When it was launched in 1979, the Piaget Polo was quite unlike anything on the market at the time. With a bracelet that seamlessly swelled into the watch face, and horizontal ridges slicing across the entire timepiece, it was a bold statement created to answer the people’s desire for a more relaxed form of elegance.
Yves G Piaget, the man behind this design, called it a “watch bracelet rather than a mere wristwatch”. Seeing as the entire thing was solid yellow gold and wondrously slim — thanks to the highly regarded 7P quartz movement, one of the thinnest at the time — it was an apt description and a solid contender during the burgeoning trend of luxury sports watches.
As the first watch Piaget created to meet demand, it also became the first to be given a proper name. “We soon began gravitating around the world of polo,” Yves said regarding the collection’s naming. “We were exactly on target, in a world combining luxury and sport. What’s more, polo also matched our identity in technical terms. It’s a high-precision sport that calls for anticipating the next move, mastering time and displaying consistent elegance.”
Piaget delivered all of that on the horological front, updating the Polo’s design and upgrading its technical capabilities as the decades passed, all while retaining its identity as an everyday watch with surprising refinement.
One of the more significant facelifts was applied to the Polo in 2001, when the integrated bracelet took on more pronounced edges, and the horizontal stripes disappeared from the watch face. Complications like chronographs and tourbillons were also introduced to the line. In 2009, on the 30th anniversary of the collection, it was redesigned again, returning to its more curvaceous form and sporting titanium — a first for the brand. At 45mm, it was the most masculine interpretation of the Polo thus far.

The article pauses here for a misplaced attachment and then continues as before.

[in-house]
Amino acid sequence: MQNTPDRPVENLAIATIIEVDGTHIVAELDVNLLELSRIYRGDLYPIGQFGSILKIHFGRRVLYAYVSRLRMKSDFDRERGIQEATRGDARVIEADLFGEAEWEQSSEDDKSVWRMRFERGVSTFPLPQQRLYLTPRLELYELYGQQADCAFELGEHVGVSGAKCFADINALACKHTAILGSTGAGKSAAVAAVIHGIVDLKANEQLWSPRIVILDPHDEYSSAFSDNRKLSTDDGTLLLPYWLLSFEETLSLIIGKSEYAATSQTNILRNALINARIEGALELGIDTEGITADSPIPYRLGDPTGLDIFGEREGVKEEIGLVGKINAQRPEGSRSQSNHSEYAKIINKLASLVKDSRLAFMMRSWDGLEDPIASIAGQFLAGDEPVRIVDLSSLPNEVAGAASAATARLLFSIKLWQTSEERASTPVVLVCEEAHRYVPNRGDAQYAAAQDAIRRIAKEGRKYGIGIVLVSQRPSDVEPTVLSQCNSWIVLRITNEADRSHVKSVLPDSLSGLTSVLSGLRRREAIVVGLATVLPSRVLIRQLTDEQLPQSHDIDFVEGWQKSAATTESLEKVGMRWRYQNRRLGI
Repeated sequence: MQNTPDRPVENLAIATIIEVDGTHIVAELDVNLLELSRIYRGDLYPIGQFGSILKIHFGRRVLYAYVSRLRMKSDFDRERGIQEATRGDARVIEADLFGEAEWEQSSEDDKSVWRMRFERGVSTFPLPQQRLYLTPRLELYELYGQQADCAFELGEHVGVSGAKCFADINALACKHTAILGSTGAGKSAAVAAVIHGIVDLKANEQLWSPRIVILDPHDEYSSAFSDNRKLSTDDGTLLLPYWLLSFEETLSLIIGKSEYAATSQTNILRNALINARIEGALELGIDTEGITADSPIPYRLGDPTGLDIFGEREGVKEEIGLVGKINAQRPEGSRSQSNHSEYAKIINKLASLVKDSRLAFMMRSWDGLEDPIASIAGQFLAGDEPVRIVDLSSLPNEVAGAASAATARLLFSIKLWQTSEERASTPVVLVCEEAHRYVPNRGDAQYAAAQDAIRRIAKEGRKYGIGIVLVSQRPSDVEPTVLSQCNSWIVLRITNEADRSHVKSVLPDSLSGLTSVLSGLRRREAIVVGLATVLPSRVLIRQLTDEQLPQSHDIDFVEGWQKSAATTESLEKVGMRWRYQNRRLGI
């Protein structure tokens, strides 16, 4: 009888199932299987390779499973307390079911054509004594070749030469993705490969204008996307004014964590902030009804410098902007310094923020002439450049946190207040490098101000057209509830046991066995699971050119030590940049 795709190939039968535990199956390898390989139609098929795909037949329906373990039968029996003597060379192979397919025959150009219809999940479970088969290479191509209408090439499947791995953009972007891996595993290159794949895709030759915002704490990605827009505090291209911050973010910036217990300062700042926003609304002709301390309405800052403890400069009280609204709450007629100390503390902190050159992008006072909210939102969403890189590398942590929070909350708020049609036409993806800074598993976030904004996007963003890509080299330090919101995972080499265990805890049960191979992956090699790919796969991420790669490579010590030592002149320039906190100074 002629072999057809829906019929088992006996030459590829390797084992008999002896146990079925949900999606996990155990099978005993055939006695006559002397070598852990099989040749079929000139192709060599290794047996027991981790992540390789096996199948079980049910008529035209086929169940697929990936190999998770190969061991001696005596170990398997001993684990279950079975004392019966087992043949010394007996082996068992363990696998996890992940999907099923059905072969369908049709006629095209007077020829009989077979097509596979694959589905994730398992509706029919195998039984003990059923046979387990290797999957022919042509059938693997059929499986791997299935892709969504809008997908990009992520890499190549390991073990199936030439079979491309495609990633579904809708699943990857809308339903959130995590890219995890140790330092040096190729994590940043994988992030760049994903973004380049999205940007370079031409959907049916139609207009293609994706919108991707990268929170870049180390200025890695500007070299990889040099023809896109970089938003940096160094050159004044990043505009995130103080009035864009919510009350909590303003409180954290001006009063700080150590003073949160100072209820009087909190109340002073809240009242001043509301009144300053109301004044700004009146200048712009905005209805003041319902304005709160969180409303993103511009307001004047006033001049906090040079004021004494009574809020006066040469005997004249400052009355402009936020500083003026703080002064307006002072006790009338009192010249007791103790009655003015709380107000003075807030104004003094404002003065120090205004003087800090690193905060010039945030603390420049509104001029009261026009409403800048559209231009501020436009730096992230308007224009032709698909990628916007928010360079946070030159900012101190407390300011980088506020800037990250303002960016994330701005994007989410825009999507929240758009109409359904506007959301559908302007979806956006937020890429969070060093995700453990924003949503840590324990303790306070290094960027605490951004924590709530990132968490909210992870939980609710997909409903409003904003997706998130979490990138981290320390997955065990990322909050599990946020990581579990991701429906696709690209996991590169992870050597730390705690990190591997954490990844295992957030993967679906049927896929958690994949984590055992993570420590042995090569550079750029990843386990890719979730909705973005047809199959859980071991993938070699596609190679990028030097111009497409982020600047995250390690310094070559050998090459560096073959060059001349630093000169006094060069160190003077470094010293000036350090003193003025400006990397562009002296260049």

Piaget continued to evolve one of its most popular watches with the times and in 2016, it responded to modern inclinations with the release of the Polo S. With its steel case, matching steel bracelet, shape-in-shape design and striped dial, the 42mm Polo S was an immediate hit among those looking for a timepiece that was simple yet striking, and versatile enough for any occasion.
The Piaget Polo’s success in this category has logically skewed it toward men for most of its history, but Piaget has recently introduced the Piaget Polo Date 36mm. Finally, a casual, sporty-chic option for women.
These watches bear horizontal guilloche dials, skeletonised dauphine hands, date at six o’clock and diamond-set indexes — elements that are heavily reminiscent of the Polo S, but delicately dolled-up for feminine sensibilities. On that note, all references except for the high-jewellery timepiece come with interchangeable straps, with steel or gold bracelet options also available.
The Calibre 501P is slim (just 3.6mm to be exact), which is to be expected from the master of ultra-thin. The self-winding movement and its circular Cotes de Geneve, circular-grained mainplate, bevelled bridges and blued screws can be admired through the transparent case back.
The collection debuts with six references: two in steel, two in rose gold, and two in white gold fully paved with diamonds. Only one model, in full steel with a “Piaget blue” dial, has an unadorned bezel. In stark contrast to that is the high-jewellery reference boasting a total of 1,700 brilliant-cut diamonds (approximately 7.89 cts) across the dial, case, crown and bracelet.
With the new Polo Date 36mm, Piaget offers women the sweet spot between its more glamorous Limelight Gala watches and the classically round Altiplano collection — basically, the ultimate watch for the woman on the go.